How the U.S. wildfires are impacting air quality from B.C. to Ontario
Anthony Farnell, chief meteorologist with Global News, said the fires “grew rapidly” over Labour Day weekend as record high temperatures collided with strong winds.
The smoke from the U.S. wildfires was initially blown west off the Pacific coast but then became trapped between a low and high area of pressure over the Rocky Mountains, he said, then made its way into the upper atmosphere, where it was pushed east.
“This is still creating very poor air quality for cities in the western U.S. and southern British Columbia and will remain a concern through the rest of the week,” said Farnell.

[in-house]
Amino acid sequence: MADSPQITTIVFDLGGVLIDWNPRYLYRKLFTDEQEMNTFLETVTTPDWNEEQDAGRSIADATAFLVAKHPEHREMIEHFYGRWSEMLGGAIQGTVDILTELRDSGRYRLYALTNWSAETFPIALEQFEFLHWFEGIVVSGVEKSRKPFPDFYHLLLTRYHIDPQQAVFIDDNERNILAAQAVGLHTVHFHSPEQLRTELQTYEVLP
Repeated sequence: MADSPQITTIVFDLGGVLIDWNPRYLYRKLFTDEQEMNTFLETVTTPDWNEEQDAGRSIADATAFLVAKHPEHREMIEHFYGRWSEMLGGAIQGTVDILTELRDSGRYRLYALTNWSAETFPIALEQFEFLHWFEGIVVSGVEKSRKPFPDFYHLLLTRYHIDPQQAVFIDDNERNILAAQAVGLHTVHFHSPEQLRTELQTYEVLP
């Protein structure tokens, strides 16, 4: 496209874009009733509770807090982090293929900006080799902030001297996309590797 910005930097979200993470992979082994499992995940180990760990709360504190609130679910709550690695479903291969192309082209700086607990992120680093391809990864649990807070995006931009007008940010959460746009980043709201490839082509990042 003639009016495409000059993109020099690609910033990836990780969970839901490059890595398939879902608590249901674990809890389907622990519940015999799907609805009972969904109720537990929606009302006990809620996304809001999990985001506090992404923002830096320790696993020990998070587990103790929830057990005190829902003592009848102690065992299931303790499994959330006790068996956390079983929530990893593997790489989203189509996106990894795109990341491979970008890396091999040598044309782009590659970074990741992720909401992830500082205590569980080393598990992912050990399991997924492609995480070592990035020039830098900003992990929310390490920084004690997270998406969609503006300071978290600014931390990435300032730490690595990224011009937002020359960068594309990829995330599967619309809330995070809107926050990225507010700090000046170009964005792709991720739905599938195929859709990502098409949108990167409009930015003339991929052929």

He said “milky white skies” were reported as far east as St. Johns, Newfoundland, while sunshine, filtered by smoke, has been lowering temperatures by “a degree or two cooler than it would normally be in many areas including southern Ontario and Quebec.”